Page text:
My husband and I met in college, 33 years ago this month. He strolled into my life about two weeks before graduation and swept me completely off my feet.
Which was impeccable timing, given that my father had informed me I wouldn’t be allowed to marry until I’d earned my bachelor’s degree. And I was bound and determined to get an MRS degree while I was at it.
As a math major, I took some fairly rigorous classes: differential equations, abstract algebra, number theory, Euclidean proofs. Even the electives I chose were challenging: Greek, hermeneutics, pathophysiology, and the like.
Despite the fact I was the only girl in the vast majority of these courses, finding Mr. Right proved difficult. My reputation preceded me. Frustratingly few of my classmates seemed keen on dating a nearly-six-foot tall freckled redhead. Especially one whose stated life goal was to have and homeschool a houseful of kids.
Even so, my husband was not actually the first person ever to ask for my hand in marriage. Technically, that distinction goes to another college chum of mine. One I’d known for nearly three years, spent most of my spare time with (before meeting Doug), and loved like a brother.
That friend began his marriage proposal with this showstopper: “Jennifer, I’ve never found you the least bit attractive, but….” He hurried on to explain that he’d lately become convicted I was the kind of girl he ought to marry.
I suppose I should’ve felt flattered. Being “the kind of girl a guy ought to marry” is high praise, indeed.
But I found myself fixating instead on Prince Charming’s introductory remarks. To my sensitive ears, they sounded something like this: Jennifer, I’m repulsed by the very sight of you. But I’m willing to choke down my vomit long enough to exchange vows at the altar.
“So I prayed that God would give me an unquenchable love for you,” my friend continued. “And that’s exactly what He’s done, so… how about getting married?”
“You should’ve prayed God would do the same for me,” I countered, “because the love I feel for you is brotherly, not matrimonial.” (Did you know in Greek there’s a completely different word for each kind of love?)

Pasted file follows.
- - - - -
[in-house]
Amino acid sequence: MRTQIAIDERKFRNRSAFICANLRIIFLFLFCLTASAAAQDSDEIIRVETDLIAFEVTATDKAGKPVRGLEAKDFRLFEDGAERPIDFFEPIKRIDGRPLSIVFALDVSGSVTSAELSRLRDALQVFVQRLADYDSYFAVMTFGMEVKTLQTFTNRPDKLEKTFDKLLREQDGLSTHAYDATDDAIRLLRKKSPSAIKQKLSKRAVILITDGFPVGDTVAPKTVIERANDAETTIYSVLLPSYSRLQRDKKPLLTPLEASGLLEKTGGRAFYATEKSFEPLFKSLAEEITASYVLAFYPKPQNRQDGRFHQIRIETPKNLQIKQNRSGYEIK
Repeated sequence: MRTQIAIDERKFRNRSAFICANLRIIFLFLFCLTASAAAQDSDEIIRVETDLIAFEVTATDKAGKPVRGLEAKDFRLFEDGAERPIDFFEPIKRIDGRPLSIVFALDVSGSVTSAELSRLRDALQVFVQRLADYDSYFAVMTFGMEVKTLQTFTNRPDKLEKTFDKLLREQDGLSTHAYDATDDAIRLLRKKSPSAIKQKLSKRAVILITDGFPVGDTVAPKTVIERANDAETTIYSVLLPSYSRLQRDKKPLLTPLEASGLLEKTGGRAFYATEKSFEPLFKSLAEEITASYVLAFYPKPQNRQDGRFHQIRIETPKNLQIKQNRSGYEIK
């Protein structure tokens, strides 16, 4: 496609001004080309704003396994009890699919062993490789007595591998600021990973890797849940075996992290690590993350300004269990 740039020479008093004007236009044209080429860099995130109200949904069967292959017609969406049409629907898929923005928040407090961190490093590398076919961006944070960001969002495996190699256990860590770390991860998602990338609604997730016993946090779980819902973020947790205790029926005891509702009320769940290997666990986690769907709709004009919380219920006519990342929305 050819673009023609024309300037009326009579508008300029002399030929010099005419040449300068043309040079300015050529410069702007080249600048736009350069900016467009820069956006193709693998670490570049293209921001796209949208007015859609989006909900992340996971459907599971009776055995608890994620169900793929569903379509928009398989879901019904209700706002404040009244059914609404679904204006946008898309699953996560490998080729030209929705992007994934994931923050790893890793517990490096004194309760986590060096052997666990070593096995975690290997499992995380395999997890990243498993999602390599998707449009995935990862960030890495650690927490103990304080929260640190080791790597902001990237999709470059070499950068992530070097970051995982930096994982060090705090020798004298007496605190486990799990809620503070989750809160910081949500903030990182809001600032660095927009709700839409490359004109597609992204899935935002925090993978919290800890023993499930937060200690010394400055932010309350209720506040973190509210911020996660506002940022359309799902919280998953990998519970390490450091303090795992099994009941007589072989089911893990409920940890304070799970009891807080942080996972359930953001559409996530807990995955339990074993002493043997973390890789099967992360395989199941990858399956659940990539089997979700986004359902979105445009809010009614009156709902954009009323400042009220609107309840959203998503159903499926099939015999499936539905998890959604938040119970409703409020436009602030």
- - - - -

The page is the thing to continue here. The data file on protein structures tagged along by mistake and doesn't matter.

Many men pour a lot of thought into how they’ll pop the question to their beloved.
My husband and I have sat on the sidelines now for five of our own sons’ marriage proposals. Proposals that included such painstakingly planned details as candlelight dinners, secluded picnics, sunset strolls along the shore, blindfolded visits to rose gardens, exploding boxes, treetop kisses, hidden photographers, helicopter rides, and heartfelt declarations of everlasting love.
My dear Doug’s proposal was not nearly so flashy as all that. Instead, he took a knee in his grandparents’ living room. Nanny and Poppie were right there, critiquing as he went, insisting he back up and start again at several key points.
Even without their clever coaching, Doug’s words were music to my ears.
Of course, this was long before Pinterest or YouTube, so my engagement expectations weren’t unrealistically high to begin with. But my other friend’s bungling attempt lowered the bar in my mind even further as to what constitutes a good proposal.
To me, the most notable difference between the two was the sense of yearning that accompanied the request. If there’s an opposite of choking down vomit, that’s what I saw in Doug’s eyes when he looked at me that evening. What I still see when he looks at me today.
Even more importantly, he backed up his yearning with whole-hearted commitment. This commitment, this sense of determination, this willingness to put my needs ahead of his own is driven by yet another kind of love (one with yet another Greek word to identify it).
It’s this kind of committed, self-sacrificing love – together with the God who exemplifies and supplies it – that has kept us happily married for over three decades now. It fortifies Doug’s love for me (and mine for him) even when life gets hard or money gets tight or health goes south or schedules get crazy or either/both of us feel momentarily angry or annoyed.
When it comes to elaborate engagements and fairytale weddings, my husband and I discovered early on that endings matter more than beginnings. How you start your life together isn’t nearly as important as how you finish.